Chris is an Intensivist and ECMO specialist at the Alfred ICU in Melbourne. He is also the Innovation Lead for the Australian Centre for Health Innovation at Alfred Health and Clinical Adjunct Associate Professor at Monash University. He is a co-founder of the Australia and New Zealand Clinician Educator Network (ANZCEN) and is the Lead for the ANZCEN Clinician Educator Incubator programme. He is on the Board of Directors for the Intensive Care Foundation and is a First Part Examiner for the College of Intensive Care Medicine. He is an internationally recognised Clinician Educator with a passion for helping clinicians learn and for improving the clinical performance of individuals and collectives.

After finishing his medical degree at the University of Auckland, he continued post-graduate training in New Zealand as well as Australia’s Northern Territory, Perth and Melbourne. He has completed fellowship training in both intensive care medicine and emergency medicine, as well as post-graduate training in biochemistry, clinical toxicology, clinical epidemiology, and health professional education.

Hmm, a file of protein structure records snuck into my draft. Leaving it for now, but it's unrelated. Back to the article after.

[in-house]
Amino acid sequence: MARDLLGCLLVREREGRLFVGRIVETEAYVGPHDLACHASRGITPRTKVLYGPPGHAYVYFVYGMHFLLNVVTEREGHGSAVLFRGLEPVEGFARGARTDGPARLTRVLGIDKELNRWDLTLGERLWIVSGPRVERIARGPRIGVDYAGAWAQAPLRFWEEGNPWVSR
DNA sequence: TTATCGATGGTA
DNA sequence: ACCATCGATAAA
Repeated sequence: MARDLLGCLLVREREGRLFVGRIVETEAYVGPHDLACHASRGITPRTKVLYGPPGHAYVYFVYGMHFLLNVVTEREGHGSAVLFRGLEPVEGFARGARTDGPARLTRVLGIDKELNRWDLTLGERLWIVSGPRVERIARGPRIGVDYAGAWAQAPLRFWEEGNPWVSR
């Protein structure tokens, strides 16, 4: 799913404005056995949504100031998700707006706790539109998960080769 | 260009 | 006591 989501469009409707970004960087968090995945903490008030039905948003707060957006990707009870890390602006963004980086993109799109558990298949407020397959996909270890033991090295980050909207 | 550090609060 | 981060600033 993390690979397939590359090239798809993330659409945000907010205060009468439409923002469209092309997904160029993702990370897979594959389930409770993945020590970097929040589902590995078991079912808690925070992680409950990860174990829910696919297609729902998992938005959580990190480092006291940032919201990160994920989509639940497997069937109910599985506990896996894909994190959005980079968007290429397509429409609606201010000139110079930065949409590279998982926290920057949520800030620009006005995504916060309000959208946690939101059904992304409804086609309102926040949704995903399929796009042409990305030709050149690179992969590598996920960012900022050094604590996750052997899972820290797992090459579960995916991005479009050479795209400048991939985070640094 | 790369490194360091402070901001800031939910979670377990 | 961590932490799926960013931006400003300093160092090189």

He is actively involved in in using translational simulation to improve patient care and the design of processes and systems at Alfred Health. He coordinates the Alfred ICU’s education and simulation programmes and runs the unit’s education website, INTENSIVE.  He created the ‘Critically Ill Airway’ course and teaches on numerous courses around the world. He is one of the founders of the FOAM movement (Free Open-Access Medical education) and is co-creator of litfl.com, the RAGE podcast, the Resuscitology course, and the SMACC conference.

His one great achievement is being the father of two amazing children.

On Twitter, he is @precordialthump.